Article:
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Heroin scare prompts YWCA review Agency to assess its 4 day care centers

The YWCA of Western New York, responding to an incident in which a 5-year-old boy brought heroin to one of its day care centers, will conduct an agencywide review of its staff and procedures for all its child care services.

The agency could have reopened its Early Childhood Center at Schoolhouse Commons on Grant Street upon approval of a revised staffing plan by a state agency, but said it will delay reopening until the end of August.

Instead, it will assess its four day care centers -- including Schoolhouse Commons -- and its three drop-in centers for costs, staffing, rules and operating effectiveness, Katherine Lwebuga-Mukasa, the chief executive officer of the local YWCA, said Friday.

"Every crisis can be an opportunity, and we decided internally that although we are free to do what it takes to reopen, it would make a lot more sense to pause and take stock of our entire program," Lwebuga-Mukasa said. "Once this is complete, Schoolhouse Commons will reopen."

Friday's announcement follows an agreement struck June 28 between the YWCA and the state Office of Children and Family Services that called for staffing plans to be re-examined at the YWCA Early Childhood Center at Schoolhouse Commons on Grant Street.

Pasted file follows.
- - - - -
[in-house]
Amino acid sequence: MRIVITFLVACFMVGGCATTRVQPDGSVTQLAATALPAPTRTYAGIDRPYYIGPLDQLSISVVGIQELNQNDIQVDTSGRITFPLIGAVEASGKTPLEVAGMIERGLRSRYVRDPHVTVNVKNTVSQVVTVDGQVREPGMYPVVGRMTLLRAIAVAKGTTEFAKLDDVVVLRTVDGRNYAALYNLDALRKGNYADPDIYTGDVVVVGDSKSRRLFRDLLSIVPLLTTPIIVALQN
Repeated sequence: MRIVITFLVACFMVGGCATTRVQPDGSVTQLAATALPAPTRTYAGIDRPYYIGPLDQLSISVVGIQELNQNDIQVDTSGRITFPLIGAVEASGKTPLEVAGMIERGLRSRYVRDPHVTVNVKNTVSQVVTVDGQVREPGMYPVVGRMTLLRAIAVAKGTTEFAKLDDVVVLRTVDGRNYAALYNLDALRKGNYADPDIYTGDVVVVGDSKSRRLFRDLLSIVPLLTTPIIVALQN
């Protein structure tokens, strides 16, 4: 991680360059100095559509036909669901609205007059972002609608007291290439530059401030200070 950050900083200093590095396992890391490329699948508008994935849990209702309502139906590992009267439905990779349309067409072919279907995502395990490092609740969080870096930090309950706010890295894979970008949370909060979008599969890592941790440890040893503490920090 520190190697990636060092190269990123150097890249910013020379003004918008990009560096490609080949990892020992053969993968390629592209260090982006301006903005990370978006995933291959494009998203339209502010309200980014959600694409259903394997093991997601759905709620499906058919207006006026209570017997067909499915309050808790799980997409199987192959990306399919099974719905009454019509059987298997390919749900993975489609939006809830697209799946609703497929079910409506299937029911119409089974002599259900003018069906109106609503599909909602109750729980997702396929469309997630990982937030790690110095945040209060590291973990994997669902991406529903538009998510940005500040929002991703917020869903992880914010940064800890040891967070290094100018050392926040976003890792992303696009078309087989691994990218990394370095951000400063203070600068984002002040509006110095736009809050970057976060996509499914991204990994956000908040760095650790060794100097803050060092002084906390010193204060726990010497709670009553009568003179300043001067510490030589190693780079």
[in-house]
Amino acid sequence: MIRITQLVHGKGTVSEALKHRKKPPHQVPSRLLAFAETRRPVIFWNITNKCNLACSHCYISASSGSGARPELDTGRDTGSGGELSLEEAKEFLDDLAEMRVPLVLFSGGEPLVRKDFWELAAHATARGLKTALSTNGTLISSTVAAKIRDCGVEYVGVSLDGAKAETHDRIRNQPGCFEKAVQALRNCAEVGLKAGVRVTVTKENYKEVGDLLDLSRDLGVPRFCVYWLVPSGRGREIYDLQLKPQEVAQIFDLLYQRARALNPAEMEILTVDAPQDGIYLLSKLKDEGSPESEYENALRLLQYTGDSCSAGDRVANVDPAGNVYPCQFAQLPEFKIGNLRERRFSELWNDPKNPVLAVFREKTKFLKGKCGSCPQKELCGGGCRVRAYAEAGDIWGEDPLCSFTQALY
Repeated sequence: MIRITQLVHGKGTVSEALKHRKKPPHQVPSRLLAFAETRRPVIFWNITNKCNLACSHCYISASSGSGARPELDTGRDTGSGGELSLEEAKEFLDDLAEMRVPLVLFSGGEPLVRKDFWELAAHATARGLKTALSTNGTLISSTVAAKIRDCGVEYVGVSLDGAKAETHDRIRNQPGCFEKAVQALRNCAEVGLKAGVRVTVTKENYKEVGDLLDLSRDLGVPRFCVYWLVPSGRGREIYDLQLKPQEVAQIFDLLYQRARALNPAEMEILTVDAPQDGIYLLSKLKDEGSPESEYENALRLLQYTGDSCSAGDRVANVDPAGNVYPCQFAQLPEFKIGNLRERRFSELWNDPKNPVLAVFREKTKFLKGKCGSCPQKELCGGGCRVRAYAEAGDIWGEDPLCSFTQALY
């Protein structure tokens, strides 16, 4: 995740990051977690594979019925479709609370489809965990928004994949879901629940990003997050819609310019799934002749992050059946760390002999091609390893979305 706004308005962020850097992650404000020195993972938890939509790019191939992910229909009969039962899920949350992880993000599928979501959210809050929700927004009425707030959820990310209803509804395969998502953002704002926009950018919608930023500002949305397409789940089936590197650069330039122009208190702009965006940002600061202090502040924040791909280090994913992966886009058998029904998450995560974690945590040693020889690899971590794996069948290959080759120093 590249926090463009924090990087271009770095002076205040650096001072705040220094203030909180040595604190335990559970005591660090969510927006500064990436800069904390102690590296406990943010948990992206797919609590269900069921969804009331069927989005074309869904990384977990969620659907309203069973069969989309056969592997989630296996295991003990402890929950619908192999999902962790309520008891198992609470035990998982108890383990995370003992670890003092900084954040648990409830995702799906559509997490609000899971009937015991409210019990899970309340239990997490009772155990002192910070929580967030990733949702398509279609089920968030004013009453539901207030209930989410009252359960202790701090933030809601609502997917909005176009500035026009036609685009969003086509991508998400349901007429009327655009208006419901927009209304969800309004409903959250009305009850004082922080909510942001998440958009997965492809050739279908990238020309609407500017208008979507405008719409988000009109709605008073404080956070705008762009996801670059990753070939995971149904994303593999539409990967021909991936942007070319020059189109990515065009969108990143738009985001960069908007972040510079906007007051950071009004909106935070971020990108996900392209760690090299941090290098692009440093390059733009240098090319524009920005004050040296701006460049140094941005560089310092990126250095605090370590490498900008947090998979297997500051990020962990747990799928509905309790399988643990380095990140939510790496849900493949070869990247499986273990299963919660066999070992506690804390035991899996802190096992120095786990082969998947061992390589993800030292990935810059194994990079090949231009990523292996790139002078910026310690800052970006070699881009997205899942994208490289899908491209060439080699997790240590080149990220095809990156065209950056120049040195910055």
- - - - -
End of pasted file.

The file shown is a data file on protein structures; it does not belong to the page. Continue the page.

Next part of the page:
The day care facility has been closed since the boy circulated portions of a "10-pack" of heroin to as many as five other children, including his 2- and 4-year-old sisters, at the facility on June 12. Six children were taken to Women and Children's Hospital. None became seriously ill.

Buffalo police have not yet established the source of the heroin. The boy's parents, Wayne Clamp and Kari Lyn Lee, think their son found it on the morning walk to the day care center from the family's Howell Avenue house. Authorities removed the boy and three other children from their home after the incident.

The settlement with the state did not require the YWCA to re-examine any of its facilities other than Schoolhouse Commons. However, Lwebuga-Mukasa said the YWCA felt it provided an opportunity to strengthen its operationsagencywide.

"With all these facilities equally vulnerable to outside influences like we experienced at Schoolhouse Commons, we felt it was a useful time and proactive opportunity to review our entire operation and bolster everything about all of them, not just focus on one," she said.

Besides Schoolhouse Commons, the YWCA also operates early childhood learning centers in Buffalo at the Father Belle Center on Maryland Street; the Makowski Early Childhood Center on Jefferson Avenue as well as one in Gowanda.

It also operates three drop-off centers in Erie County Family Court, Buffalo City Court and the Buffalo Employment and Training Center.

Meanwhile, an Aug. 15 pretrial conference is scheduled before Erie County Family Court Judge Patricia A. Maxwell in what is being considered a neglect case against Clamp and Lee.


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